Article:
Changes coming after trouncing in San Jose
Jed Ortmeyer got his first goal in 28 games, Scott Nichol his first in 27, Rob Blake his first in 17, Manny Malhotra in 12 . . .
And on it went for the San Jose Sharks on Monday night as they fattened up on the Calgary Flames while setting a franchise record of having eight different players score during that 9-1 victory.
This was the sort of breakout game the Flames had hoped for, a game where players like Nigel Dawes, Eric Nystrom, Jarome Iginla and Daymond Langkow would break out of prolonged goal-scoring slumps.
No one could have seen this thrashing coming. No one. It’s not like the Flames had been kicked around in their previous four losses. Far from it, in fact. Outside of last week’s game against Nashville, they’d outplayed Pittsburgh and Colorado but ran into hot goaltenders.
Sunday at Anaheim, they’d scored four goals and unleashed 19 shots in the third period to reluctantly bow to the Anaheim Ducks.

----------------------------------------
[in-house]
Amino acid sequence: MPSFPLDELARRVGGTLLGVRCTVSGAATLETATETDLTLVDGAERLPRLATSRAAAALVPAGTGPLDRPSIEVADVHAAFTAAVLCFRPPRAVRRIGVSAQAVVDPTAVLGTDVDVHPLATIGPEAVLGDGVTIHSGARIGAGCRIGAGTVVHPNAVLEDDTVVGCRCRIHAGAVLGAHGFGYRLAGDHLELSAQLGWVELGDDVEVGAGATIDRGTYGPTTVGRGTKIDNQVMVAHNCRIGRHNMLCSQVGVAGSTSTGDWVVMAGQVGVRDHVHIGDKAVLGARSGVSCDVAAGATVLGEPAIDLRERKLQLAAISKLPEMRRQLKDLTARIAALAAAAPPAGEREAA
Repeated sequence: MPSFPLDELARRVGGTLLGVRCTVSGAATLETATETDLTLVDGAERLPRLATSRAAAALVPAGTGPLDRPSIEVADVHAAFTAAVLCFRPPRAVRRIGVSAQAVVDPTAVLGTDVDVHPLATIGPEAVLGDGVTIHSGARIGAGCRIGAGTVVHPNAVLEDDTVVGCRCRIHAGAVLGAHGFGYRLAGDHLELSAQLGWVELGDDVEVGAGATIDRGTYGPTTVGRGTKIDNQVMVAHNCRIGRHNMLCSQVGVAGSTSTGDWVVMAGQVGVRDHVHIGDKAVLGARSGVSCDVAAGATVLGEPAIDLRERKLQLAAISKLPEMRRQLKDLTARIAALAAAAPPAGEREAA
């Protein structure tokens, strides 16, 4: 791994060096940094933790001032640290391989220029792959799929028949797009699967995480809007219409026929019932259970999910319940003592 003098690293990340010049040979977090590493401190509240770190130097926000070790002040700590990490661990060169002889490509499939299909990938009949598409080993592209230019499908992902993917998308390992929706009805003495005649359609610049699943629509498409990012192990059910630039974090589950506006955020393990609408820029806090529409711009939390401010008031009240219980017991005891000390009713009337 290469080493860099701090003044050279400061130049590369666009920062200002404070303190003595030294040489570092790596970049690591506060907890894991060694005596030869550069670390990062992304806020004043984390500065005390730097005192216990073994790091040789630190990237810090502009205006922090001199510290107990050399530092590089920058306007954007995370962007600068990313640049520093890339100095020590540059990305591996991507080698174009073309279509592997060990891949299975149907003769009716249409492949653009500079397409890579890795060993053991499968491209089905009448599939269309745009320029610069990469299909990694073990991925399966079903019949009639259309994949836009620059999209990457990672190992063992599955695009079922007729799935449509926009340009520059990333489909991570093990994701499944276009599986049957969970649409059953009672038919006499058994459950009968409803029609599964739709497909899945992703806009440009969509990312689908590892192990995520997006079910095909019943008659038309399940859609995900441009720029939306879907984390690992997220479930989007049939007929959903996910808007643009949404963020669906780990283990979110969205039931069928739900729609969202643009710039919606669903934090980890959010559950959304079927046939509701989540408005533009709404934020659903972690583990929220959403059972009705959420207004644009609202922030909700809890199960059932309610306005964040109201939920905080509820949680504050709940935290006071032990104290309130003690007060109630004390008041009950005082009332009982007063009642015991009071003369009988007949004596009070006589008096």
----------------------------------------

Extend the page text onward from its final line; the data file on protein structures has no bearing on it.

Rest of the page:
But Monday. Wow. What a dud of a performance against one of the top teams in the league, against a team they’ve actually enjoyed some success against.
You can’t say they didn’t quit because that wouldn’t be fair. But they certainly do much right, either. Outside of a couple of early power-plays in the second period, they offered up very little offensively and simply fell apart defensively when the Sharks broke out.
The performance left coach Brent Sutter stuck for a description of what had transpired. He’s used the words casual, failure to engage and disappointing among others following certain losses this season but he was tongue-tied after this one.
He’d start a sentence, pause . . . start another sentence, pause . . .
He did get some things out but he really seemed to be dumfounded that his team could throw such a stinker and was truly stuck for an explanation.
It wasn’t just one player, it was an entire team.
Some sort of change is coming, of that you can be sure. In fact, you have to wonder if one or two players haven’t played their way onto the trade winds.